Thunder Bay joins campaign against Quebec’s Bill 21
The city will lobby the federal government to challenge legislation that limits religious expression by public officials.
THUNDER BAY – The City of Thunder Bay will join a growing list of Canadian municipalities expressing their opposition to Quebec’s Bill 21.
A recommendation to take a stand from the city’s anti-racism and respect advisory committee was unanimously approved by city council on Monday.
Provincial law prohibits public officials, including teachers, police officers and judges, from wearing religious symbols such as hijabs, yarmulkes and turbans at work.
Mayor Bill Mauro endorsed the motion, calling on the federal government to do what it can to oppose Bill 21 in court – something he has chosen not to do since the bill was introduced. in 2019.
“The movement is to see what is possible and to encourage at least the federal government to assume this and challenge the decision made by Quebec which is in direct contradiction to the human rights code,” Mauro said.
Last year, Mauro backed a call by Brampton Mayor Patrick Brown for Ontario Big City Mayors (OBCM) to condemn the bill.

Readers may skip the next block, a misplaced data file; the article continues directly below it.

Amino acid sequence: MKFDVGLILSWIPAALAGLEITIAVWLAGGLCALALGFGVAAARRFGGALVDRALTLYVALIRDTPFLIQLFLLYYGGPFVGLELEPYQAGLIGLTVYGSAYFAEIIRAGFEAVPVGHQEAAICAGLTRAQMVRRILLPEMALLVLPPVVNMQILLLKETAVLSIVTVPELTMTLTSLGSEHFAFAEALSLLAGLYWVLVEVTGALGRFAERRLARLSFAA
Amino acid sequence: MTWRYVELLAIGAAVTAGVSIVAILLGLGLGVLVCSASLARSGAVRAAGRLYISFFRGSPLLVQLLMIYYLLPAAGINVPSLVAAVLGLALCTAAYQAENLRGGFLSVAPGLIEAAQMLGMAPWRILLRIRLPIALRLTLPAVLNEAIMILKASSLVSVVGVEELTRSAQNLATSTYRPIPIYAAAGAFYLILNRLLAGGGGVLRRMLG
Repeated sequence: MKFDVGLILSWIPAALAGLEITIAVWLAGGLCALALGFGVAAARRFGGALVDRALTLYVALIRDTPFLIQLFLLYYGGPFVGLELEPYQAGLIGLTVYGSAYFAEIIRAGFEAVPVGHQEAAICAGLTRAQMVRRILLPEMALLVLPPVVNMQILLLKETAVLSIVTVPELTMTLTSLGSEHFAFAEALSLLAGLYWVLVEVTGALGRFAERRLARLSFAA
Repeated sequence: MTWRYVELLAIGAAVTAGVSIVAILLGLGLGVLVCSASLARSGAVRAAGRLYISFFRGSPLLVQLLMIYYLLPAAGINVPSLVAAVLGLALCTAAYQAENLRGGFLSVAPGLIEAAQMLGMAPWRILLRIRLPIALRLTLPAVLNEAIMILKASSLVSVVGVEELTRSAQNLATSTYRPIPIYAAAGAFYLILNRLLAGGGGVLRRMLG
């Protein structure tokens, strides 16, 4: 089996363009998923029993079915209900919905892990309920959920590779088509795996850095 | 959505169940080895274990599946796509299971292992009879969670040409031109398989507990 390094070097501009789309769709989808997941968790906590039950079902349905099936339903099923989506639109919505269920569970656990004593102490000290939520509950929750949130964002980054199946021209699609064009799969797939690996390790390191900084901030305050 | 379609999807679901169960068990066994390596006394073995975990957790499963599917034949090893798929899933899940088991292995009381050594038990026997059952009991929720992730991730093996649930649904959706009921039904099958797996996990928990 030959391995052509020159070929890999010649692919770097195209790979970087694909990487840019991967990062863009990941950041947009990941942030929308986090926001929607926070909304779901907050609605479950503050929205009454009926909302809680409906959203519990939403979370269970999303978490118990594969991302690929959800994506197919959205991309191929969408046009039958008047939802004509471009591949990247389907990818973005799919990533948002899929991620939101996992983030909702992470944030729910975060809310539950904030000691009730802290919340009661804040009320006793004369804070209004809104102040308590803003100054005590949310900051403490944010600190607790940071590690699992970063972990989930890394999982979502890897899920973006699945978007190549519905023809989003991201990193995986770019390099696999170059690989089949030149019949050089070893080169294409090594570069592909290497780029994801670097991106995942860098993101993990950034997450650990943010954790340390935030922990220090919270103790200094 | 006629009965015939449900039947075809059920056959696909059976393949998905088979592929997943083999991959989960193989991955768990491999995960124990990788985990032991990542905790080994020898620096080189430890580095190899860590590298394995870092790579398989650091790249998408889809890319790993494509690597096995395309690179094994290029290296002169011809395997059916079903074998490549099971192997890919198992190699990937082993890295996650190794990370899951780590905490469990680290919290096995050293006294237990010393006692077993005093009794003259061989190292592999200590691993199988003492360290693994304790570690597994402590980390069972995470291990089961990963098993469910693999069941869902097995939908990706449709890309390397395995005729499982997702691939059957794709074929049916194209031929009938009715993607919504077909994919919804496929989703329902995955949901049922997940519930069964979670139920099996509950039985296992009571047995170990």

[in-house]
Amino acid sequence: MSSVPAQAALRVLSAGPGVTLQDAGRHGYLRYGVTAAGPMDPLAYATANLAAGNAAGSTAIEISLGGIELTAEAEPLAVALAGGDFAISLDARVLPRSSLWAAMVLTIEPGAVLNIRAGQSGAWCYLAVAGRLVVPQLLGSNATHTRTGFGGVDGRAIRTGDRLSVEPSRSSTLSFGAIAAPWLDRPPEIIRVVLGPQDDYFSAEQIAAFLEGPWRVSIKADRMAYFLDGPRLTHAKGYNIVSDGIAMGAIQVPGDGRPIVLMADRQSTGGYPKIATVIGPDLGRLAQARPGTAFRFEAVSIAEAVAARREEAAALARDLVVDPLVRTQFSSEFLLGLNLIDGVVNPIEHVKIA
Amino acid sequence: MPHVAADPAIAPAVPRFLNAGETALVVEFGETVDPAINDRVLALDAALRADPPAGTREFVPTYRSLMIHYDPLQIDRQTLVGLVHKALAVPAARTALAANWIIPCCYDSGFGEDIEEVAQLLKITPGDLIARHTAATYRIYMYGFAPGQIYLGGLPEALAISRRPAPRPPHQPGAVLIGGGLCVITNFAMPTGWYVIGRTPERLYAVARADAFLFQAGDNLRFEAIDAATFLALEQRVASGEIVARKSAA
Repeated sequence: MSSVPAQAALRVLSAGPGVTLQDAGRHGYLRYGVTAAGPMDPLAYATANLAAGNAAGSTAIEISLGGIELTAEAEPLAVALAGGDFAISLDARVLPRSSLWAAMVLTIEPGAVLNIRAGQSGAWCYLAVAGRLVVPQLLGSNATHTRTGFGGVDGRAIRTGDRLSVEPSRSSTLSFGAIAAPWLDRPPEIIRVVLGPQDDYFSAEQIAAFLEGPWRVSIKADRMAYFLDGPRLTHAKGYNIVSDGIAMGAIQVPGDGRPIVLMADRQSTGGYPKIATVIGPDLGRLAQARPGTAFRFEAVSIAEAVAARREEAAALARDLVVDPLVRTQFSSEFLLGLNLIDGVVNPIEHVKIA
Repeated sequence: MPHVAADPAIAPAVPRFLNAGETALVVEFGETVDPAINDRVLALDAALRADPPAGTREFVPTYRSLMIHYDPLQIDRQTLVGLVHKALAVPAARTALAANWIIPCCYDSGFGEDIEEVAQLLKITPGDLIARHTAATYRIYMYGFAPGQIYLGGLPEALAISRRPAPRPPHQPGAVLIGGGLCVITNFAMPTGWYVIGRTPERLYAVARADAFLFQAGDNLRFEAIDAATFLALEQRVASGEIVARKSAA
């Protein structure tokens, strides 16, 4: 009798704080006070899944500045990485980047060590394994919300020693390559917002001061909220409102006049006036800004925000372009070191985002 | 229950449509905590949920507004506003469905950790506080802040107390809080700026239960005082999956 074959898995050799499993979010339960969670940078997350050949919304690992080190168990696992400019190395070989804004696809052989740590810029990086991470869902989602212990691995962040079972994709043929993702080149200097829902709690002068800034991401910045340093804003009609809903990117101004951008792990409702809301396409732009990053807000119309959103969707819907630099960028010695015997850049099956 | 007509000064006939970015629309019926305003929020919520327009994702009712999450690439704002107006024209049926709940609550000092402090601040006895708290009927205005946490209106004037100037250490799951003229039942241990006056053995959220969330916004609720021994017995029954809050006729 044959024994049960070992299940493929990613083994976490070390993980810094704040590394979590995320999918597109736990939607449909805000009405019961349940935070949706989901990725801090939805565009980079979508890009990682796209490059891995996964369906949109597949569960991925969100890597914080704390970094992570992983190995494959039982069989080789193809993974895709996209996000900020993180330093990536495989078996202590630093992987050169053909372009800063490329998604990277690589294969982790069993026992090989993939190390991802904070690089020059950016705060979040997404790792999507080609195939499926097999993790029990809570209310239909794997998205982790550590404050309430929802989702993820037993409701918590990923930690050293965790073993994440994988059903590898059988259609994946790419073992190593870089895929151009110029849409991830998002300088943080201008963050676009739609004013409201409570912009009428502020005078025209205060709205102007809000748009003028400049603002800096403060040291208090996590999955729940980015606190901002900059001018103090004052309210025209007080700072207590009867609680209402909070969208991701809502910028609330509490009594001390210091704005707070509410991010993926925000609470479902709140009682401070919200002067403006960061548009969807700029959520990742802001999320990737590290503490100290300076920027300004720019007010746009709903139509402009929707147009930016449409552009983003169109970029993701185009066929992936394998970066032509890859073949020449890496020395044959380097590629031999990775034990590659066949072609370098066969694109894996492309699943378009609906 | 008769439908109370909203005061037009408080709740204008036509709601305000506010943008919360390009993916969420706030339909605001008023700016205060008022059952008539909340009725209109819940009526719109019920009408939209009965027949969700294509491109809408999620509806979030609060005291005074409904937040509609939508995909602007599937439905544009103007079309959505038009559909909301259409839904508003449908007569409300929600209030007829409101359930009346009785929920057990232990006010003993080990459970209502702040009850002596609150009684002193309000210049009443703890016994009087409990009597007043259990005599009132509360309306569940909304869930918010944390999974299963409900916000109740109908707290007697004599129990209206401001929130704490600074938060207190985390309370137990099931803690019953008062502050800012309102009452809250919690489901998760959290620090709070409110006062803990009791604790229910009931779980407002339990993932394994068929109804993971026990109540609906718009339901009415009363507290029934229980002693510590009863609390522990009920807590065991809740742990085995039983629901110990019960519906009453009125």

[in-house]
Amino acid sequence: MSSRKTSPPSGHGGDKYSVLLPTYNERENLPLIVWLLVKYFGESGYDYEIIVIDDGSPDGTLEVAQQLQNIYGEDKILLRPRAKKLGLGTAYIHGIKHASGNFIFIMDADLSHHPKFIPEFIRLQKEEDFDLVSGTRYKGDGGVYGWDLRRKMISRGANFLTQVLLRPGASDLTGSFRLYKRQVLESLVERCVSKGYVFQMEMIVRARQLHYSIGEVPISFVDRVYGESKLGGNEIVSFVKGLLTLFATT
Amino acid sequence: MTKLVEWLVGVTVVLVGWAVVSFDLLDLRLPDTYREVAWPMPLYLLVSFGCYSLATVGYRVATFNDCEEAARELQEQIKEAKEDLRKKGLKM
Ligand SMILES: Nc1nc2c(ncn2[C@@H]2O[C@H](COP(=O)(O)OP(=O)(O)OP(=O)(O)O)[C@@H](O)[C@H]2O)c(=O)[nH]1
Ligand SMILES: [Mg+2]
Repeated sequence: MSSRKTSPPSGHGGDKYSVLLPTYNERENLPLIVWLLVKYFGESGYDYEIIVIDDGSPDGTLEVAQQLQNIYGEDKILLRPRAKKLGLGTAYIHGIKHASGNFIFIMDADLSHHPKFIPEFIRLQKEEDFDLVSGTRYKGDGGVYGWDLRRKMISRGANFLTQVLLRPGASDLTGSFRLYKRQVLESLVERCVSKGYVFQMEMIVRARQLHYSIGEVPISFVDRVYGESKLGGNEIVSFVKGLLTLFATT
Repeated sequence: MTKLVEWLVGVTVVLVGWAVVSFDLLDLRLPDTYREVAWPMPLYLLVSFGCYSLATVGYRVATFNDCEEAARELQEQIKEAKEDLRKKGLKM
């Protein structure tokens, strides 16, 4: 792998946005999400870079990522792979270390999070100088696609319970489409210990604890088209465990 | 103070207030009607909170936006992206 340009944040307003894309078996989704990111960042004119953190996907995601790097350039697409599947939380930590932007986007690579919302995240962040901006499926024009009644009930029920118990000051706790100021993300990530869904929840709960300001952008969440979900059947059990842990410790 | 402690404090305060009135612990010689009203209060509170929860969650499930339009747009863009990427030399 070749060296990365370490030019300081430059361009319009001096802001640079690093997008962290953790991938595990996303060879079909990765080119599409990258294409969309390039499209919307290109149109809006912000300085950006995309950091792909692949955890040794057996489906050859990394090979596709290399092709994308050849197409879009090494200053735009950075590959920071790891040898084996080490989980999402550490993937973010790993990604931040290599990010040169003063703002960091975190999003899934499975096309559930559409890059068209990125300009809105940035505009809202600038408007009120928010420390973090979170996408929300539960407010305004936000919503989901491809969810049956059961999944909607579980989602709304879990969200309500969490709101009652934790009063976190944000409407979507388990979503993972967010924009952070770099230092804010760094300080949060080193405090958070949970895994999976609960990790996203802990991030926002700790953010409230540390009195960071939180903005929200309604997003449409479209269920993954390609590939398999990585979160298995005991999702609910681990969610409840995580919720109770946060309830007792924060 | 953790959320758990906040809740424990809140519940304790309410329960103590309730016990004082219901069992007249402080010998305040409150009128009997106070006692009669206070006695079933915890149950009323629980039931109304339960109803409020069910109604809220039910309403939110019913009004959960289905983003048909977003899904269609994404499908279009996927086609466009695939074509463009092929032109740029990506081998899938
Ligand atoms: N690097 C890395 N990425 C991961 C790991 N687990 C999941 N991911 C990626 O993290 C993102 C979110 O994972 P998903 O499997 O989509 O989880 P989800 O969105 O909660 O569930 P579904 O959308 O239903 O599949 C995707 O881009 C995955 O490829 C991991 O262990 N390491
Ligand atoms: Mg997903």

The Anti-Racism and Respect Committee unanimously recommended that further action be taken. President Jason Veltri said the bill clearly violates the Canadian Charter of Rights and Freedomsand should therefore be of concern to all Canadians.
There has been no movement at the council to contribute funds to a legal challenge launched by the National Council of Canadian Muslims, the World Organization of Sikhs of Canada and the Canadian Civil Liberties Association, which Veltri had hoped to see. .
Cities like Toronto, Brampton, London and Victoria have contributed to this cause. Thunder Bay will join others, including Winnipeg, Calgary and Montreal, in symbolically expressing its disapproval.
This will take the form of a letter urging the federal government to challenge Bill 21 in court. The city will also ask the Canadian Coalition of Inclusive Municipalities, of which it is a member, to create a national campaign against the bill.
A motion approving these actions passed unanimously with the support of councillors. Aiello, Bentz, Foulds, Hamilton, Johnson, Oliver, You and Mayor Mauro. All other councilors were absent on Monday.
Support is not necessarily welcome inside Quebec, even by opponents of Bill 21. Mayor Valérie Plante of Montreal is among those who say the intervention of English-speaking cities could be less than useful.
Bill 21 was passed in 2019 but sparked renewed public debate after a teacher from Chelsea, Que., was reassigned because of her hijab late last year.